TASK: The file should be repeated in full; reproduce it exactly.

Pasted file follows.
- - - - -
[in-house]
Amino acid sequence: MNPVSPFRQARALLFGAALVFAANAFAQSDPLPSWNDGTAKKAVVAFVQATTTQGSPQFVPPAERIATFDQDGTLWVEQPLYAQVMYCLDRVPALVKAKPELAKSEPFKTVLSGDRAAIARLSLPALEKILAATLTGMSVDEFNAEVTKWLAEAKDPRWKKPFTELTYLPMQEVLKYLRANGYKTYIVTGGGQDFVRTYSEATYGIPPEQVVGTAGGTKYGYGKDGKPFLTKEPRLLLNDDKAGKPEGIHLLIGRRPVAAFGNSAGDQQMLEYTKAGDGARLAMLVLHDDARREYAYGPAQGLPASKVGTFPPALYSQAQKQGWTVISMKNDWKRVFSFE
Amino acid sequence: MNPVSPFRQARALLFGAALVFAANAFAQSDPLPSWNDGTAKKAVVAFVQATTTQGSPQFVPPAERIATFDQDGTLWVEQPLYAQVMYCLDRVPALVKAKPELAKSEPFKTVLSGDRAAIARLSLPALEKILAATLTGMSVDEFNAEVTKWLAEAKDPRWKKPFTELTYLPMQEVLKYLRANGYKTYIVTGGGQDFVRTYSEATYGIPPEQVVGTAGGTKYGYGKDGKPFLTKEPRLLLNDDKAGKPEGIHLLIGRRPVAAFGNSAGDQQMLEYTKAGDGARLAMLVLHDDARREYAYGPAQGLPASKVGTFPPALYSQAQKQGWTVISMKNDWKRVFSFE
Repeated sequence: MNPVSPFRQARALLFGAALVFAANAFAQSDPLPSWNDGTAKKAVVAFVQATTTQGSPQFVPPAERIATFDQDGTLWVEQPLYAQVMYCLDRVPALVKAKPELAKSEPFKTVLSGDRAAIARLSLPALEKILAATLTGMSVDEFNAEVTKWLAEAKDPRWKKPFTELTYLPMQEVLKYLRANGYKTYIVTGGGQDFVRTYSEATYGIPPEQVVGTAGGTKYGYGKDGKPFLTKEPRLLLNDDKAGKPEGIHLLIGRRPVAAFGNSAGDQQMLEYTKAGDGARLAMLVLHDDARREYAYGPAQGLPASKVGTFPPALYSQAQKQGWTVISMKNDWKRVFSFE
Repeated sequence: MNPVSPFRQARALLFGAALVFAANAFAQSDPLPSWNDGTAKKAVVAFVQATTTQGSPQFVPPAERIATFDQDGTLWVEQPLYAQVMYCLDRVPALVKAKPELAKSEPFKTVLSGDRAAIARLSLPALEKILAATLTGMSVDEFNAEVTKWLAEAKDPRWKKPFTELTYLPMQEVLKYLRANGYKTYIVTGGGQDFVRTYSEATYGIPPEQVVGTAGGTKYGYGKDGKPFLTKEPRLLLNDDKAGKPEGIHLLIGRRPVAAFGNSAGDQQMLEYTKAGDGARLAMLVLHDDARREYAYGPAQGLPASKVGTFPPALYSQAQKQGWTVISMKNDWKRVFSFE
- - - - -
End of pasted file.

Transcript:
[in-house]
Amino acid sequence: MNPVSPFRQARALLFGAALVFAANAFAQSDPLPSWNDGTAKKAVVAFVQATTTQGSPQFVPPAERIATFDQDGTLWVEQPLYAQVMYCLDRVPALVKAKPELAKSEPFKTVLSGDRAAIARLSLPALEKILAATLTGMSVDEFNAEVTKWLAEAKDPRWKKPFTELTYLPMQEVLKYLRANGYKTYIVTGGGQDFVRTYSEATYGIPPEQVVGTAGGTKYGYGKDGKPFLTKEPRLLLNDDKAGKPEGIHLLIGRRPVAAFGNSAGDQQMLEYTKAGDGARLAMLVLHDDARREYAYGPAQGLPASKVGTFPPALYSQAQKQGWTVISMKNDWKRVFSFE
Amino acid sequence: MNPVSPFRQARALLFGAALVFAANAFAQSDPLPSWNDGTAKKAVVAFVQATTTQGSPQFVPPAERIATFDQDGTLWVEQPLYAQVMYCLDRVPALVKAKPELAKSEPFKTVLSGDRAAIARLSLPALEKILAATLTGMSVDEFNAEVTKWLAEAKDPRWKKPFTELTYLPMQEVLKYLRANGYKTYIVTGGGQDFVRTYSEATYGIPPEQVVGTAGGTKYGYGKDGKPFLTKEPRLLLNDDKAGKPEGIHLLIGRRPVAAFGNSAGDQQMLEYTKAGDGARLAMLVLHDDARREYAYGPAQGLPASKVGTFPPALYSQAQKQGWTVISMKNDWKRVFSFE
Repeated sequence: MNPVSPFRQARALLFGAALVFAANAFAQSDPLPSWNDGTAKKAVVAFVQATTTQGSPQFVPPAERIATFDQDGTLWVEQPLYAQVMYCLDRVPALVKAKPELAKSEPFKTVLSGDRAAIARLSLPALEKILAATLTGMSVDEFNAEVTKWLAEAKDPRWKKPFTELTYLPMQEVLKYLRANGYKTYIVTGGGQDFVRTYSEATYGIPPEQVVGTAGGTKYGYGKDGKPFLTKEPRLLLNDDKAGKPEGIHLLIGRRPVAAFGNSAGDQQMLEYTKAGDGARLAMLVLHDDARREYAYGPAQGLPASKVGTFPPALYSQAQKQGWTVISMKNDWKRVFSFE
Repeated sequence: MNPVSPFRQARALLFGAALVFAANAFAQSDPLPSWNDGTAKKAVVAFVQATTTQGSPQFVPPAERIATFDQDGTLWVEQPLYAQVMYCLDRVPALVKAKPELAKSEPFKTVLSGDRAAIARLSLPALEKILAATLTGMSVDEFNAEVTKWLAEAKDPRWKKPFTELTYLPMQEVLKYLRANGYKTYIVTGGGQDFVRTYSEATYGIPPEQVVGTAGGTKYGYGKDGKPFLTKEPRLLLNDDKAGKPEGIHLLIGRRPVAAFGNSAGDQQMLEYTKAGDGARLAMLVLHDDARREYAYGPAQGLPASKVGTFPPALYSQAQKQGWTVISMKNDWKRVFSFE